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Journal > Tiramisu: The perfect pick-me-up recipe

Tiramisu: The perfect pick-me-up recipe

April 5th, 2020 - Colin O'Brien

Anyone who has ever spent time with us in Tuscany will have fond memories of the tiramisu at Borgolecchi. In fact, anyone who has spent any time at all in Italy had at least one tiramisu after dinner that left a lasting impression. The name means “pick me up” in Italian, and that’s exactly what it is, a sweet, creamy, slightly caffeinated treat that puts a spring in your step after a good, long meal.

Although it’s a relative newcomer to the Italian kitchen – the origins are disputed but most trace its roots to Veneto some time in the 1960s – it’s arguably one of the country’s most widely recognised dishes. It can also be one of its most abused. The secret to a good tiramisu lays in its simplicity, but that hasn’t stopped people the world over adding their own unnecessary flourishes. We’re sticklers for originality here at inGamba, so the version we offer is the most simple, and according to our chefs, the most authentic.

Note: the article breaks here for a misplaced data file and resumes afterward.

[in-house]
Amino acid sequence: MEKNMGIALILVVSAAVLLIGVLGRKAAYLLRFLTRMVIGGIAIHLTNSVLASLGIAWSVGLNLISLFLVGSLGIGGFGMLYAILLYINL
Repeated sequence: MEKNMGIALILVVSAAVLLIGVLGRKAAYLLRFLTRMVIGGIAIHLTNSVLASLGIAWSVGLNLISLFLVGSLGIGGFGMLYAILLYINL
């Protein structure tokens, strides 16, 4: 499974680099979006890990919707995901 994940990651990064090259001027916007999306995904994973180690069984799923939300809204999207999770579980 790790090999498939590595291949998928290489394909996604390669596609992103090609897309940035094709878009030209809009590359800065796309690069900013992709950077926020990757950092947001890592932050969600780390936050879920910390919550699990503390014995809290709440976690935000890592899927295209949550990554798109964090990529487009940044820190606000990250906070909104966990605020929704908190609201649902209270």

2 Egg yolks
2Tbsp Sugar
250g Mascarpone
250g Whipped cream
50g Cocoa powder
1 Large cup of strong coffee (+/- according to taste)
50g Icing sugar
Ladyfinger biscuits (Savoiardi in Italian)

Difficulty — easy


01. Make up the coffee and set aside. Whip the cream, adding the 50g of icing sugar halfway through. Once the cream has become dense put it in a bowl, cover and place in the refrigerator. 

02. Now take the two egg yolks and beat them with the sugar using a whisk. Then add the mascarpone and mix well (try to use the whisk with an upwards action). As soon as the mixture is combined, take the whipped cream out of the refrigerator and add it to complete our tiramisu ‘crema’. (NB: A splash of Marsala whisked into the crema will add a grown-up finish, but it’s optional.)

03. Pour the coffee (which should be cold) into a wide dish to make dipping the biscuits easier, and add ½ cup of water if you don’t want it too strong. It’s important to dip quickly and lightly, because you don’t want a soggy tiramisu. The biscuits should still have a bit of resistance to them when you plunge your spoon into the finished product.

04. Using individual bowls for each portion, cover the bottom of the dishes with the biscuits, followed by a layer of the crema (about 2cm thick). Repeat the process with another layer of the coffee soaked biscuits, making sure they’re tightly packed, and then another layer of crema. Two or three layers of biscuits should be plenty, finished with a layer of the crema.

05. Once they’re built, it’s important to cover the bowls and put them in the for at least two hours so that the crema sets nicely.

06. Remove the bowls from the fridge just before serving and finish them with a dusting of cocoa powder (a sieve is best for this).

07. Buon appetito!

Colin O'Brien